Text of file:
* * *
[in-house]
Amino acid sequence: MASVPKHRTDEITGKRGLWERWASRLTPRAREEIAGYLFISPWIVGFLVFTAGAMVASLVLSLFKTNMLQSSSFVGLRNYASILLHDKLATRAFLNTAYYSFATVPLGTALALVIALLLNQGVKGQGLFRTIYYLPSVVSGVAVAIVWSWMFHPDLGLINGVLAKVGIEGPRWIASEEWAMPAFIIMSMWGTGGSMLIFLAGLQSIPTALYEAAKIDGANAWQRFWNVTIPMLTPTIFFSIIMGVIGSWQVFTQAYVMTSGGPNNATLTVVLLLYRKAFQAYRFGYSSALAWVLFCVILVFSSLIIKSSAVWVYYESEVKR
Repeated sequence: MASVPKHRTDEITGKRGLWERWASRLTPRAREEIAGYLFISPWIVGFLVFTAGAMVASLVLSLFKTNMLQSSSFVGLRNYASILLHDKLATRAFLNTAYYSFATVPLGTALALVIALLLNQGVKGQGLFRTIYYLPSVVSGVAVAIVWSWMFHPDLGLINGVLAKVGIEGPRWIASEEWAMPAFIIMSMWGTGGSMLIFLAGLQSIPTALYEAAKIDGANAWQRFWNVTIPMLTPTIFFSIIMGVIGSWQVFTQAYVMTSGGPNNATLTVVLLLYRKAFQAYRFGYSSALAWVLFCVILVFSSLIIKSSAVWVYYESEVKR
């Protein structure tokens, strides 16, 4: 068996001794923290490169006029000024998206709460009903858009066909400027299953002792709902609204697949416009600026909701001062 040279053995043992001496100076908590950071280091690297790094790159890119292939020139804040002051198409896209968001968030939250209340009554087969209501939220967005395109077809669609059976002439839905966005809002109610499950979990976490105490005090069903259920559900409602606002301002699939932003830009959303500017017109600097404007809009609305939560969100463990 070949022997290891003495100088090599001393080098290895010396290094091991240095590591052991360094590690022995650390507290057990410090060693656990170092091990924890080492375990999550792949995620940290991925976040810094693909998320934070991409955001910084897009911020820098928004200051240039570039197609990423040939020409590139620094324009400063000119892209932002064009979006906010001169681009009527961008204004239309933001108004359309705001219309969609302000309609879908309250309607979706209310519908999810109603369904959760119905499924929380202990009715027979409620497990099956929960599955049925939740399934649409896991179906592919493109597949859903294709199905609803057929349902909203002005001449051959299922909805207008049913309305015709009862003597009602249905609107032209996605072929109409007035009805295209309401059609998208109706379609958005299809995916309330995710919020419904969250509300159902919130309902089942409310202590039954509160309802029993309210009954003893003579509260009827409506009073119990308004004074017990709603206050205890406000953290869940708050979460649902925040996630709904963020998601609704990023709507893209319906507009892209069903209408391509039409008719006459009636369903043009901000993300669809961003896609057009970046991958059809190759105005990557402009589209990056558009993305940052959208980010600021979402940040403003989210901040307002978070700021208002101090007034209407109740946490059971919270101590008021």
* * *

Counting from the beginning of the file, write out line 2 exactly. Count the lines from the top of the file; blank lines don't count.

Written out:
Amino acid sequence: MASVPKHRTDEITGKRGLWERWASRLTPRAREEIAGYLFISPWIVGFLVFTAGAMVASLVLSLFKTNMLQSSSFVGLRNYASILLHDKLATRAFLNTAYYSFATVPLGTALALVIALLLNQGVKGQGLFRTIYYLPSVVSGVAVAIVWSWMFHPDLGLINGVLAKVGIEGPRWIASEEWAMPAFIIMSMWGTGGSMLIFLAGLQSIPTALYEAAKIDGANAWQRFWNVTIPMLTPTIFFSIIMGVIGSWQVFTQAYVMTSGGPNNATLTVVLLLYRKAFQAYRFGYSSALAWVLFCVILVFSSLIIKSSAVWVYYESEVKR